Every single day girls and women in the UK are locked up, threatened, beaten and forced into marriage by their families in the name of so-called ‘honour’. Some are mutilated, or even murdered.
The government estimates that there are 12 ‘honour’ killings per year in this country, but it does not collect data on how many people are affected by other forms of ‘honour’ based violence. Last year IKWRO undertook research and found that over 28oo incidents were reported to police across the country in 2010. It is likely that many more went unreported.
While awareness of “honour” based violence has increased in recent years, many police officers, teachers, social workers and other professionals still don’t really understand it, and some local authorities aren’t taking the issue seriously enough. As a result charities like IKWRO have to pick up the pieces when girls and women don’t get the help they need.
Our campaign is calling on the government to step up its response to “honour” based violence. This means implementing the commitments that the government has already made, such as to raise awareness of “honour” based violence in local areas where the response has been poor, and to train police officers and specialist prosecutors.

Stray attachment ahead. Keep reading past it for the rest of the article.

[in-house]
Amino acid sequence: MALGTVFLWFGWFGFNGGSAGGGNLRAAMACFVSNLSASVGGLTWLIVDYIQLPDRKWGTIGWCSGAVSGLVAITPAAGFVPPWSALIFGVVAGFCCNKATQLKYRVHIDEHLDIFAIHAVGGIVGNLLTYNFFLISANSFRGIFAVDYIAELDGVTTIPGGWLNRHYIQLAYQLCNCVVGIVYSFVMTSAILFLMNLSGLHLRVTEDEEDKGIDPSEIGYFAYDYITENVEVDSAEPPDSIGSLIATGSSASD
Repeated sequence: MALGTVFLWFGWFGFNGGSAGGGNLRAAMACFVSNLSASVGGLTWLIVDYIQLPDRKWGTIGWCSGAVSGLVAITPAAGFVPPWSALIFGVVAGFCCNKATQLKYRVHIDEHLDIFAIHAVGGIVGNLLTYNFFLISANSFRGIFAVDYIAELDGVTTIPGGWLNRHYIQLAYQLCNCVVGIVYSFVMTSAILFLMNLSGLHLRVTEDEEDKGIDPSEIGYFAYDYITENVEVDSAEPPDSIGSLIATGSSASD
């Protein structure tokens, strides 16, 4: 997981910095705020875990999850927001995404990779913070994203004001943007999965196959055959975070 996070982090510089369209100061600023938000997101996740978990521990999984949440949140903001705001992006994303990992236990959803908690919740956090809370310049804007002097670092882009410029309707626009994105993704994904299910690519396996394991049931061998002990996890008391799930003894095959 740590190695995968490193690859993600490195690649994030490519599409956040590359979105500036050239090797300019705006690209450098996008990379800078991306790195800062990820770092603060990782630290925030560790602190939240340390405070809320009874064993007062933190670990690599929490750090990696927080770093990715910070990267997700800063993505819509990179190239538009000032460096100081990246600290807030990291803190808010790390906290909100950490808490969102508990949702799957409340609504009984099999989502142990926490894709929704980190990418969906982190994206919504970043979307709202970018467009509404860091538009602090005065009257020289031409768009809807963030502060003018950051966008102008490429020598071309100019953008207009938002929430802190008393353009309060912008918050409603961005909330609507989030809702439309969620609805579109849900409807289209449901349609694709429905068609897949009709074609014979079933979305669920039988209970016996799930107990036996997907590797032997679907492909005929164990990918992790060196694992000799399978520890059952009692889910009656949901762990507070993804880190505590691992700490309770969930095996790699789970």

In the longer term, the government must also go further, and must work with the police and local authorities on a new national “honour” based violence strategy to ensure that victims are able to get the protection they need at the earliest possible stage. More must also be done to bring perpetrators to account and to send out a stronger message that violence committed in the name of ‘honour’ is unacceptable.
Read articles from our blog on “honour” based violence.